I've never been in the military, but my covert operation to reclaim my child in the late 90's felt similar to the psychic g-force that must accompany a soldier making his first blind descent into the Kabul airport. An avowed pacifist, I squirm using the military analogy but I can't help admit it fits, albeit uncomfortably.
Like the soldier, I flew into the unknown, my sanity dependent upon someone else's seemingly indifferent construction of well laid plans and absolute luck, in this case not a commanding officer by my obviate lawyer. The stakes were clear: succeed and my son continued to live with me in Seattle. Fail, and my son would live a world away in the Deep South.
As a self-righteous twenty-something, I recall spouting Ghandi to a patient hotel guest where I worked. After enduring my "I could never harm another being" homily, he simply replied, "Wait until you have kids," as he turned to flee my naïve rhetorical barrage, to which I issued some "holier than thou" rejoinder. While I readily admit that, far from the soldier's plight, my assignment was not life threatening, my "Eddie's Father" existence with my ten year old son, constant companion and closest friend, hung in the balance.
I'm writing aboard a Seattle to New York flight, my only decision today when to close the Sunday New York Times and pop open my keyboard, about 4,000 words due before we set down at JFK. I'm in the middle of a crazy six weeks, about 35,000 air miles as I course the hemisphere for my travel writing assignments. (You can read my soft adventure travel column, "Life's A Liability Release," in the travel section.)
I love working on airplanes, focused environments with few distractions but, though the great majority of my flights go smoothly as a sleeping toddler, I'll stake my flight from hell to get my kid against that of anyone who remains alive to talk about his. I'm glad my demonic flight occurred pre-911, because my ineluctably agitative state would surely have raised TSA suspicion today.
Prior to taking this red-eye nightmare, I'd not slept for four days, since my son's mother declared on my message machine, "No need to go to the airport this afternoon to collect [our son]. He's going to live with me now. He says to tell you he's fine, he loves you and will speak with you later."
(Click here to read previous posts about how my shabby parenting plan and interstate relocation led to this custody coup.)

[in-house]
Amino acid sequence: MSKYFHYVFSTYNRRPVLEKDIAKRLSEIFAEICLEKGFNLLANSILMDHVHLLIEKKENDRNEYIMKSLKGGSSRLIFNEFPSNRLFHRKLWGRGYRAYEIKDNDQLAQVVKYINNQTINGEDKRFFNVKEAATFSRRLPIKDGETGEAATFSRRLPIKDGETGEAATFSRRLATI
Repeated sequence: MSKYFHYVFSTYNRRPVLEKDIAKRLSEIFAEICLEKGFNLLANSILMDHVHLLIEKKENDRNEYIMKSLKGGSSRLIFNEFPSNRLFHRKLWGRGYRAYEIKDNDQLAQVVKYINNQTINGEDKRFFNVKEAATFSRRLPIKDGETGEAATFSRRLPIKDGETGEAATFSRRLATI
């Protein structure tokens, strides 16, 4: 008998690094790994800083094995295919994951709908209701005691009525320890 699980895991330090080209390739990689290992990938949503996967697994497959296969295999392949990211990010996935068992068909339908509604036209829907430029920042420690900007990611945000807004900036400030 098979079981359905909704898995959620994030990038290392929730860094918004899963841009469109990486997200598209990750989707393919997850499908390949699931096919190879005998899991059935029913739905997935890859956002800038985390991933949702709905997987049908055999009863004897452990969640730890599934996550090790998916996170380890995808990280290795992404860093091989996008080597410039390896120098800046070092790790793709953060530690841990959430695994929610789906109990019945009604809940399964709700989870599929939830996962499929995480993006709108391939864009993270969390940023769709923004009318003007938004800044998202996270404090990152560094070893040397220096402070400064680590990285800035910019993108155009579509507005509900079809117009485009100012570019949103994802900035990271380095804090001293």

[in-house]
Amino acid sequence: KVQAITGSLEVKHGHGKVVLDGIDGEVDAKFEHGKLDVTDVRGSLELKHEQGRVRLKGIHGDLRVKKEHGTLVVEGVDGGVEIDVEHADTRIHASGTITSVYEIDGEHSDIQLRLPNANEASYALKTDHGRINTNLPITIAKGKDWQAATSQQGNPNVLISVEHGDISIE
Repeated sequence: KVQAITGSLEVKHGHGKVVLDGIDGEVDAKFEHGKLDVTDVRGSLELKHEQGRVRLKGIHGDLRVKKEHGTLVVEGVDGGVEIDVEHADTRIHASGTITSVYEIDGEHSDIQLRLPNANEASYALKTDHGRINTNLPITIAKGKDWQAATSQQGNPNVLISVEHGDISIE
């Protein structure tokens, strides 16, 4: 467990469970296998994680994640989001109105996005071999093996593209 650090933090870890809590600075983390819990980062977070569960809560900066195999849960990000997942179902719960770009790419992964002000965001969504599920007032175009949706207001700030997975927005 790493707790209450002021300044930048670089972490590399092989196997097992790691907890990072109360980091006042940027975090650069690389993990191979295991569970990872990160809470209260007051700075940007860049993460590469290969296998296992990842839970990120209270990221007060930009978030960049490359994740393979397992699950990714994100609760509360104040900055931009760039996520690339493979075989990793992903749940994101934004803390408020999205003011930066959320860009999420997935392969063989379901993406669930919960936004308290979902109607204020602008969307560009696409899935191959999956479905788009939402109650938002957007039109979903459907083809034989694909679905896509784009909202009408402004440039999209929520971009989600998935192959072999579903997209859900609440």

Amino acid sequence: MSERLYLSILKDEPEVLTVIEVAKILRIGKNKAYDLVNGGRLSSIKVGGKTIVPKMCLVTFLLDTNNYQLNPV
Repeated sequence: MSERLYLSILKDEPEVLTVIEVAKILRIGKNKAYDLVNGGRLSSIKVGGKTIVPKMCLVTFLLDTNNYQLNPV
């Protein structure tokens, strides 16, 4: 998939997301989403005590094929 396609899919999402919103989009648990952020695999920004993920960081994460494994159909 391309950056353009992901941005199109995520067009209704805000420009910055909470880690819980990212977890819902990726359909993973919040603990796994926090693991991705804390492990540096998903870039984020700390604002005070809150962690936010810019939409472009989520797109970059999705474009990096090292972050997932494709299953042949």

I'd purchased three tickets the day before we flew: my own, my son's return and my brother's, without who's support I surely would have stumbled into hysteria. Two roundtrip, first class tickets and a one way purchased within 24 hours totalled almost $5,000, an prohibitive sum on my teacher's salary, but one I was able to cover thanks to the generosity of my new in-laws, who's full backing must have been tempered with ambivalent concerns about the depth and toxicity of this quagmire their daughter had recently stepped into.
They were not alone in their confusion. I knew my recent marriage catalyzed my son's mother's rash decision to upset our domestic status quo. While visiting at Thanksgiving, my son, who'd stumbled while playing, ran straight past her to seek comfort within his stepmother's embrace. As the everyday parent, I can but conjecture how this aversion seared the woman who'd brought this scrape-kneed and sobbing little boy into the world.
Normally, I would have thrilled that my slightly bruised child had sought the comfort of his stepmother but this particular, played out on neutral turf in a friend's house, was lost on either the principal players or the dozen mutual friends settled throughout the living room. My wife, son and I formed the nuclear family, my son's mother a mere out of state guest invited in for Thanksgiving dinner.
One month and four days later, I played the interloper, descending into unwelcomed, even hostile territory, an environment where I explicitly warned to remain out of the state. Yet here I was, ignoring any consequence to put right, in my mind, my son's destiny to grow up in my household. To grow up elsewhere, especially in the deep south I'd been raised to despise by my progressive, northern mother, proved anathema to me.
True to my opinion, the first person I encountered confirmed all my biases about the south, character straight from central casting: my lawyer. Far from my pious youth in that hotel lobby, not only was I now quite willing to harm anyone who inflicted pain on my child, I was also willing to combine forces with an overtly racist and socially regressive legal bully to construct a deceitful ruse to wrest this child from his loving mother.
I don't remember much the morning before the encounter. My brother and I'd checked into a hotel (which would prove most fortuitous) and I'd paced for a couple of hours in anxious stupor, exacerbated by the red-eyed haze of an all night flight. Timing remained critical; our flight out of the state was scheduled for just four hours hence.
Waiting to set our mission into action, I confronted my lawyer's infuriating use of tardiness to assert his absolute control - "there was now a chance he might not be able 'make it' today," his secretary shocked me - a parry he'd thrust repeatedly several weeks later in the courtroom to my astonished horror.
Sleepless, my adrenaline surging and my anxiety peaking, the current level would prove miniscule when compared with unforeseen events later this day, I remained dependent upon a meglomaniac in possession of a private agenda.
So I waited like the fresh recruit, hostage to a thousand negative variables, but in possession of no legitimate information about just how insanely the day would unfold.
To be continued...
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